How to Check for Tickets on My Licenseby C. Taylor
Traffic tickets on your driving record can increase your insurance rates, potentially costing you a lot of money. However, tickets do not stay on your record forever, and will eventually disappear with time. When your record becomes clean again, you may be eligible for a reduction in insurance rates. Insurance companies may not give you this reduction automatically, so it may be up to you to find out if you have tickets on your license and request a reduction. This information can be obtained simply by requesting a copy of your driving record.
Go online and visit your state's Department of Motor Vehicles website (see Reference). Your state might call it something different, but the function is still the same. Look for "Online Services" or "Driver's Record." You're ultimately looking for a way to request your driving record online, which makes the acquisition considerably easier. Most states provide such services, although some do not. If they do not, there may be information on how to mail in a request.
Download a driving record request form, and fill it out. Mail it, along with the required payment, to the address described on the website. If they do not allow mail-in requests, you might have to visit in person.
Look for a website feature similar to "Find locations." They may also list the services provided at each location. Go to the closest physical location that provides driving records, and request a driving record in person.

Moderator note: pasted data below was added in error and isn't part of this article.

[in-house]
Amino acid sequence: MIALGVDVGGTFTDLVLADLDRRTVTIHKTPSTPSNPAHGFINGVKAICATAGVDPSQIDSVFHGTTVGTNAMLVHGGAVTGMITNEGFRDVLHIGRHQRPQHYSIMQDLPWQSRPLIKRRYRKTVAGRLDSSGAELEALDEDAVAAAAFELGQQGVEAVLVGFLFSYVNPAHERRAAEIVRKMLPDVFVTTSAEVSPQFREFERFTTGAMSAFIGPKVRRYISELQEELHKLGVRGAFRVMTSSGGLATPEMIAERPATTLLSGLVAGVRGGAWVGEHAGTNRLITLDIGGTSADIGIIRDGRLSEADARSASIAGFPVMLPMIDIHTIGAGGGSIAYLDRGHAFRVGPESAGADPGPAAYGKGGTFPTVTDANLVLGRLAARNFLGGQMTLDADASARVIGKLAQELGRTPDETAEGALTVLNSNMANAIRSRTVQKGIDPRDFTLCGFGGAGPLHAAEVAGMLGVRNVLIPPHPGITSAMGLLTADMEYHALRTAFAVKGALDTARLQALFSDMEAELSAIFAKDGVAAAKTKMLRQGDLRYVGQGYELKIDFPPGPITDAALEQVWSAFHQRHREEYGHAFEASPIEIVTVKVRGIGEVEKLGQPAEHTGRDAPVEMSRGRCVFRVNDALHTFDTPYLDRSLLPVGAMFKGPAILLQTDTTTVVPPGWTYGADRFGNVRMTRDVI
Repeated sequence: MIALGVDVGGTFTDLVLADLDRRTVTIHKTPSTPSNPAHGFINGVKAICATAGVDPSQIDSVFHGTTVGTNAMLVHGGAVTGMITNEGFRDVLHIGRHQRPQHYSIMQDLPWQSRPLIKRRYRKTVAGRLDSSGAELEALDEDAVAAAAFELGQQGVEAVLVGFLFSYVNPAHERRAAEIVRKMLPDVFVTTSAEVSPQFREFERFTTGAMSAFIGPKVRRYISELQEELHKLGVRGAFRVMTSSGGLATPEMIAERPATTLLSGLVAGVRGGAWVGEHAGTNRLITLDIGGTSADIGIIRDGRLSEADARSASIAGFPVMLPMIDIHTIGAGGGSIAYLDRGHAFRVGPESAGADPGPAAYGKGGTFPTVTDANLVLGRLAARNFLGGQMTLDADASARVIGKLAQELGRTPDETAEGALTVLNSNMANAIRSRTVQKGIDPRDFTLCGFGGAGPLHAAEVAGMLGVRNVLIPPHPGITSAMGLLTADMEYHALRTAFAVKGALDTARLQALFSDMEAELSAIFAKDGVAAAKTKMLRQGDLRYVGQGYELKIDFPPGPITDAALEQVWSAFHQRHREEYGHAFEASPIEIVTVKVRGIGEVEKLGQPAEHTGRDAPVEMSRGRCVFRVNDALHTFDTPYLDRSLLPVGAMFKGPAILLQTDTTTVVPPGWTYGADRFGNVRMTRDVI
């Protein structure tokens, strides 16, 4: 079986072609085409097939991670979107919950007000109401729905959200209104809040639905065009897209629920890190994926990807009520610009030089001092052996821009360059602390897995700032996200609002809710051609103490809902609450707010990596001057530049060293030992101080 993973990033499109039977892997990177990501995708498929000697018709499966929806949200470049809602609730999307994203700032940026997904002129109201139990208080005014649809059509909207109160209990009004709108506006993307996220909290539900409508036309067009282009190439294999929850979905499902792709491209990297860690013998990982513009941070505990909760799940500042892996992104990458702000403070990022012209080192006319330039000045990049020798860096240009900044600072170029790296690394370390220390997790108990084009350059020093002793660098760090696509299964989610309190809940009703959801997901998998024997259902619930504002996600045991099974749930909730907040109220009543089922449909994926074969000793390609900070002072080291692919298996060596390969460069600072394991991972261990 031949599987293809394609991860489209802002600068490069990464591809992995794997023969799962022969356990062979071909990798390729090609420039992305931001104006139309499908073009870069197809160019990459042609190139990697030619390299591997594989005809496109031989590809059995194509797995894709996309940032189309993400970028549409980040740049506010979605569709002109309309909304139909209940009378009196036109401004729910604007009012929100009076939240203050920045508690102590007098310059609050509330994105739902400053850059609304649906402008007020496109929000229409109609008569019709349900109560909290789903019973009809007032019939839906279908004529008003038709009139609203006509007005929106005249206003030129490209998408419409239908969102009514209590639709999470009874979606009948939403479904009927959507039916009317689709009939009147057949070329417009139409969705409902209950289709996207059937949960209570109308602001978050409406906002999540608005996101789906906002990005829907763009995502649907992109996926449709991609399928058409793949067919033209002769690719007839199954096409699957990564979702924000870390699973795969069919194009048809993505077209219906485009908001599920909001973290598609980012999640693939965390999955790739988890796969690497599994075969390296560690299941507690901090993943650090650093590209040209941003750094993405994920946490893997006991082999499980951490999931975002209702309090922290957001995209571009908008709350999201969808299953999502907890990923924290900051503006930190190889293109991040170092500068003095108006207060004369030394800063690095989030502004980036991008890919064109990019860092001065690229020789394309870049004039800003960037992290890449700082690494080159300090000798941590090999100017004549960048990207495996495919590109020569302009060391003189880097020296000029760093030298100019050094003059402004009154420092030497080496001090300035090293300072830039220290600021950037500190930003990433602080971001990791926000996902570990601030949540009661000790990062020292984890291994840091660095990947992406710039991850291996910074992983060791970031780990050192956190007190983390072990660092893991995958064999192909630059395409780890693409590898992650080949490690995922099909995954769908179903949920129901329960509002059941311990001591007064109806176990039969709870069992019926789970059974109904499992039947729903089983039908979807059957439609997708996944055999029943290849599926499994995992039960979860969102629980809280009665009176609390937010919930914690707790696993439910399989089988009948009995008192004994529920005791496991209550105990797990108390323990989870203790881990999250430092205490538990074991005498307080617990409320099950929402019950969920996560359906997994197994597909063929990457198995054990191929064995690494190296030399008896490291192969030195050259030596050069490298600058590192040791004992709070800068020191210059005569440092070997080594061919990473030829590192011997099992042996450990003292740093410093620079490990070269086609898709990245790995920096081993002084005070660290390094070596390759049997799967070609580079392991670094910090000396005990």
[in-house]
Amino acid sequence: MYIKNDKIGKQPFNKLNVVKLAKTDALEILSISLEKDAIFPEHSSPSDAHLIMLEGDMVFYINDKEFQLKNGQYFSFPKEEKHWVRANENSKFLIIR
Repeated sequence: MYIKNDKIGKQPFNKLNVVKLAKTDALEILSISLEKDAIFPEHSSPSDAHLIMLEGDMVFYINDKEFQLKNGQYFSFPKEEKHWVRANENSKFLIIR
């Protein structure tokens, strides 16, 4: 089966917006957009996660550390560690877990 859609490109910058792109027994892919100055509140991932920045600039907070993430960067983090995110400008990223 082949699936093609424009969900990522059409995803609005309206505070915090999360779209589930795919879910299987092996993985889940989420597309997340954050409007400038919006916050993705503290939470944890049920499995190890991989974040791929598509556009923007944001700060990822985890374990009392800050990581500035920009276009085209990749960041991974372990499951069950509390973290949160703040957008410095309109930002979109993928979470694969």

Look on your driving record for traffic tickets listed. Some lists might also contain older tickets that do not technically count against you. You can ask the representative how to distinguish between the two. You may wish to contact your insurance company and ask about its protocol in dealing with older tickets. Some disregard them, but others may count even those that no longer count against your license.
C. Taylor embarked on a professional writing career in 2009 and frequently writes about technology, science, business, finance, martial arts and the great outdoors. He writes for both online and offline publications, including the Journal of Asian Martial Arts, Samsung, Radio Shack, Motley Fool, Chron, Synonym and more. He received a Master of Science degree in wildlife biology from Clemson University and a Bachelor of Arts in biological sciences at College of Charleston. He also holds minors in statistics, physics and visual arts.